I hear a lot about personal clouds these days -- so much so that I figured it was a good idea to talk about what they are and the value they may bring.
A few types of personal clouds are gaining traction. One type covers the exclusive use for an individual, not a business; I'll call these "public/personal clouds." Another type covers clouds that exist in a home or a business and are managed by an individual; I'll call these "private/personal clouds."
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Gartner vouches for public/personal clouds: "Consumers spend over $2 trillion a year on content, devices and services, and the emergence of personal clouds reflects their desire to access content on any device without complications or restrictions."
Public/personal clouds refer to consumer-oriented cloud services, such as Box.net, Dropbox, iCloud, and Evernote, targeted at individual users. They typically provide simple services, such as file, picture, notes, and content sharing, between devices. Most users who sync files between two or more devices and computers find huge value in these services -- I know I do.
Private/personal clouds are more complex and still in development. You can see and touch these devices, and they may provide some type of cloud service. For instance, many NAS devices offer personal cloud options and double as unique personal storage-as-a-service providers. In turn, you can access files remotely using a secured connection back to your NAS over the Internet.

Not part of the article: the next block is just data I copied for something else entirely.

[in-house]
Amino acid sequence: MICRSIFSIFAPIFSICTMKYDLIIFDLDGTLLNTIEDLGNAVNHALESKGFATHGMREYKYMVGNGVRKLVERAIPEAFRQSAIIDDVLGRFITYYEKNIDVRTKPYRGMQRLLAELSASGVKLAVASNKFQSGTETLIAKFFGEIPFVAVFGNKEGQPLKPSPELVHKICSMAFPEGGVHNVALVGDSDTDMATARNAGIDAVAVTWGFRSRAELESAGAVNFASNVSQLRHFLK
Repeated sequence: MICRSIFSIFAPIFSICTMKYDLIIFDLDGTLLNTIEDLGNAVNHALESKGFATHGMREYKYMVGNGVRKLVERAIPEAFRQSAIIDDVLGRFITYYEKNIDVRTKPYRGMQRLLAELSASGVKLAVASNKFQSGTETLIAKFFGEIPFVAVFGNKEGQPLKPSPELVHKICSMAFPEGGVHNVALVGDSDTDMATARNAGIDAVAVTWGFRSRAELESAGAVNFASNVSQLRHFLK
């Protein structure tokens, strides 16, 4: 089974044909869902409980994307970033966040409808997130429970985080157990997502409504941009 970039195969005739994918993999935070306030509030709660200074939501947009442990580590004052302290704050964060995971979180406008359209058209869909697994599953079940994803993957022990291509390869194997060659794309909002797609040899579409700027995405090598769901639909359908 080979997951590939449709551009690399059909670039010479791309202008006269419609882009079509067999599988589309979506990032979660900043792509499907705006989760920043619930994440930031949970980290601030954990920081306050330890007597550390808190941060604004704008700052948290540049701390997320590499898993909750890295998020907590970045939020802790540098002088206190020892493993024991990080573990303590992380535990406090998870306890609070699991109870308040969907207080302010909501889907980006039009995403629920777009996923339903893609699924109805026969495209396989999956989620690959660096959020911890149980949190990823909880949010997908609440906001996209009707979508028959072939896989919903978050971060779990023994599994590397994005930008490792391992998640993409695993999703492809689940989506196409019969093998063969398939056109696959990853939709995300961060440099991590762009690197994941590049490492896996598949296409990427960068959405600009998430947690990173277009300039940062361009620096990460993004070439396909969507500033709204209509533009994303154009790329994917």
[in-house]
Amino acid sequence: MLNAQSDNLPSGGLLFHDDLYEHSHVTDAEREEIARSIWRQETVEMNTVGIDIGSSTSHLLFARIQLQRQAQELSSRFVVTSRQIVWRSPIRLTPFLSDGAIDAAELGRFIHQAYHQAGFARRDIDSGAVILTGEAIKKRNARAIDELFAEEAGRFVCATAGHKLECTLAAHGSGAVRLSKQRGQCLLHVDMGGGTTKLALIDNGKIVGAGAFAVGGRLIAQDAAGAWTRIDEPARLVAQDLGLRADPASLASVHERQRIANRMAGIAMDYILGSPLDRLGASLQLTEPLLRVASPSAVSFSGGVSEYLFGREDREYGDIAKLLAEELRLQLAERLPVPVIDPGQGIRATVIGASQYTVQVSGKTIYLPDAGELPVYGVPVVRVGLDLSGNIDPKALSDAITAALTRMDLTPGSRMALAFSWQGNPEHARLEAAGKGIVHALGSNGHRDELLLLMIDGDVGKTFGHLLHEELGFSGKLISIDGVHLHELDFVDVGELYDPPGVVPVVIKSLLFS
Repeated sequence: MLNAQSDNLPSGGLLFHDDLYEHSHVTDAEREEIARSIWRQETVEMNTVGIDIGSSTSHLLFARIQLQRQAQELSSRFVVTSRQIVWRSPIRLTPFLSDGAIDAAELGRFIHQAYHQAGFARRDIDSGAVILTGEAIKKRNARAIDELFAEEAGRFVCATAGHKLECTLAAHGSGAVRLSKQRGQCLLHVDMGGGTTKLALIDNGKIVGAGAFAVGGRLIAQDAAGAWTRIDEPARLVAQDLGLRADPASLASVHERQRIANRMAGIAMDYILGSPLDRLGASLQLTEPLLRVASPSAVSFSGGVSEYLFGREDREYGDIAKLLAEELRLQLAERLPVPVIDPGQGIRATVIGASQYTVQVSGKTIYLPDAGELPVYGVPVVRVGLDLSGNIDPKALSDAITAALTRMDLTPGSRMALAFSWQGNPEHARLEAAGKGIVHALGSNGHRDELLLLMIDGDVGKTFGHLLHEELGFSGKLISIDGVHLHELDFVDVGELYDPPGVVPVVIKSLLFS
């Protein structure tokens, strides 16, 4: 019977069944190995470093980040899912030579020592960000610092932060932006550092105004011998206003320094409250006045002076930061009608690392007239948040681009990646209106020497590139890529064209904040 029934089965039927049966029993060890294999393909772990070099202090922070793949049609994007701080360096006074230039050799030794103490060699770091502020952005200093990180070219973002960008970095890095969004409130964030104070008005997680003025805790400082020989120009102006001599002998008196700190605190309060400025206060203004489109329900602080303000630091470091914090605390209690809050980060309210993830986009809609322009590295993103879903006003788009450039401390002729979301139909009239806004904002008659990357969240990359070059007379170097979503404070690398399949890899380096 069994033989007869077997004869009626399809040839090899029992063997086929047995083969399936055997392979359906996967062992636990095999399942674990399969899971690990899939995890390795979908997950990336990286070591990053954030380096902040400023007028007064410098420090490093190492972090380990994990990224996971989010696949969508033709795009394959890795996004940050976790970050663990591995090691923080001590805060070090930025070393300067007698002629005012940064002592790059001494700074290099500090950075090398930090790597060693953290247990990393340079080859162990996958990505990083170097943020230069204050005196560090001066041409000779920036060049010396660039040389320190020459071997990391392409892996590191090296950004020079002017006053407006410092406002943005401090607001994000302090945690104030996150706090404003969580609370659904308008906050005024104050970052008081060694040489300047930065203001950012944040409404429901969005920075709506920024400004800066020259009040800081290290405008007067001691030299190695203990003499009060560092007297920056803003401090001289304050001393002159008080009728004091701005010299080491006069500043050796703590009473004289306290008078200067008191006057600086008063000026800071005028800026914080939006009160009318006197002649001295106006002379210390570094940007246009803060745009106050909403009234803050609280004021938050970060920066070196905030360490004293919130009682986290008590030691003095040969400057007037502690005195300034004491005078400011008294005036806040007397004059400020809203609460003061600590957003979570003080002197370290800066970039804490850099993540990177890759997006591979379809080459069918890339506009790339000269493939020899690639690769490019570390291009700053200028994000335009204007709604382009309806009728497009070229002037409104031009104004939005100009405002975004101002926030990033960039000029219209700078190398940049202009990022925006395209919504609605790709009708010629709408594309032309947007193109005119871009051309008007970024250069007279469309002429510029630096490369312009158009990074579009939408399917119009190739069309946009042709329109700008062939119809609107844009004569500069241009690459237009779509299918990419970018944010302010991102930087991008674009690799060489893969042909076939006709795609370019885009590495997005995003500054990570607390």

Do personal clouds exist? You bet they do -- and they'll become a larger part of our personal lives over the course of time.
Moving forward, we'll purchase, use, and toss hundreds of devices and computers. However, our personal clouds will helps us transcend the changing technology.
This article, "Get ready for the personal cloud," originally appeared at InfoWorld.com. Read more of David Linthicum's Cloud Computing blog and track the latest developments in cloud computing at InfoWorld.com. For the latest business technology news, follow InfoWorld.com on Twitter.